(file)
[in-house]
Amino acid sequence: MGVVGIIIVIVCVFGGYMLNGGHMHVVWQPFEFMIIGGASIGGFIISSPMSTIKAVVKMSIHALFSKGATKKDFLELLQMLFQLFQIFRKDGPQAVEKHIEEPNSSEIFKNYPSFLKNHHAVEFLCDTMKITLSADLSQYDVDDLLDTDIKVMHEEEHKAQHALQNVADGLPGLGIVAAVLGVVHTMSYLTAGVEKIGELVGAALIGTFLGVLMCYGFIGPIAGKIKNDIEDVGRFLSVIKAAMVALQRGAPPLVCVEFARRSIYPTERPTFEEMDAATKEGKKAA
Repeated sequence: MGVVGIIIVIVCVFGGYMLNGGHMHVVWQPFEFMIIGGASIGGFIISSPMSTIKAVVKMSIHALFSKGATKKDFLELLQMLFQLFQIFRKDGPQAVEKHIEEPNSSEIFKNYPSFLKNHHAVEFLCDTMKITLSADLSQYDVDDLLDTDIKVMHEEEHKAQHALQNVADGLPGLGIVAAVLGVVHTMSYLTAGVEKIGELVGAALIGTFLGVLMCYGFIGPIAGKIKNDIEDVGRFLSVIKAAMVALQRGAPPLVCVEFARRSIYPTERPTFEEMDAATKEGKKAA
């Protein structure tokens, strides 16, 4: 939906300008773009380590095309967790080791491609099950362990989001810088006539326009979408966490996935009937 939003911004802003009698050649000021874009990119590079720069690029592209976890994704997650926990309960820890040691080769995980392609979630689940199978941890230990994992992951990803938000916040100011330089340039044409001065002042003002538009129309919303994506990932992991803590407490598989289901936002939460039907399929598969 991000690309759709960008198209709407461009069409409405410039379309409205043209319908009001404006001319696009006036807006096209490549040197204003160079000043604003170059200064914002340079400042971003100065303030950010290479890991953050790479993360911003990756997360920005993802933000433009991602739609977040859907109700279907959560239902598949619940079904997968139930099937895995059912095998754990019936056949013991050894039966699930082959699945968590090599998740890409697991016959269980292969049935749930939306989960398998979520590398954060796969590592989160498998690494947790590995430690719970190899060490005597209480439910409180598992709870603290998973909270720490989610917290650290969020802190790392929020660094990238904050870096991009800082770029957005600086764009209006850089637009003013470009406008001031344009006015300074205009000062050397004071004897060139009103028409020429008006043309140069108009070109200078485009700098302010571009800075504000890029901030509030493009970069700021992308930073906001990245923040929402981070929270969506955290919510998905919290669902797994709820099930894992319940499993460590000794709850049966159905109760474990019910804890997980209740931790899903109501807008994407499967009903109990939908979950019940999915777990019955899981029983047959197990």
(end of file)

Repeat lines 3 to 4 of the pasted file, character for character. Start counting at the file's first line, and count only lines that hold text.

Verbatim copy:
Repeated sequence: MGVVGIIIVIVCVFGGYMLNGGHMHVVWQPFEFMIIGGASIGGFIISSPMSTIKAVVKMSIHALFSKGATKKDFLELLQMLFQLFQIFRKDGPQAVEKHIEEPNSSEIFKNYPSFLKNHHAVEFLCDTMKITLSADLSQYDVDDLLDTDIKVMHEEEHKAQHALQNVADGLPGLGIVAAVLGVVHTMSYLTAGVEKIGELVGAALIGTFLGVLMCYGFIGPIAGKIKNDIEDVGRFLSVIKAAMVALQRGAPPLVCVEFARRSIYPTERPTFEEMDAATKEGKKAA
């Protein structure tokens, strides 16, 4: 939906300008773009380590095309967790080791491609099950362990989001810088006539326009979408966490996935009937 939003911004802003009698050649000021874009990119590079720069690029592209976890994704997650926990309960820890040691080769995980392609979630689940199978941890230990994992992951990803938000916040100011330089340039044409001065002042003002538009129309919303994506990932992991803590407490598989289901936002939460039907399929598969 991000690309759709960008198209709407461009069409409405410039379309409205043209319908009001404006001319696009006036807006096209490549040197204003160079000043604003170059200064914002340079400042971003100065303030950010290479890991953050790479993360911003990756997360920005993802933000433009991602739609977040859907109700279907959560239902598949619940079904997968139930099937895995059912095998754990019936056949013991050894039966699930082959699945968590090599998740890409697991016959269980292969049935749930939306989960398998979520590398954060796969590592989160498998690494947790590995430690719970190899060490005597209480439910409180598992709870603290998973909270720490989610917290650290969020802190790392929020660094990238904050870096991009800082770029957005600086764009209006850089637009003013470009406008001031344009006015300074205009000062050397004071004897060139009103028409020429008006043309140069108009070109200078485009700098302010571009800075504000890029901030509030493009970069700021992308930073906001990245923040929402981070929270969506955290919510998905919290669902797994709820099930894992319940499993460590000794709850049966159905109760474990019910804890997980209740931790899903109501807008994407499967009903109990939908979950019940999915777990019955899981029983047959197990």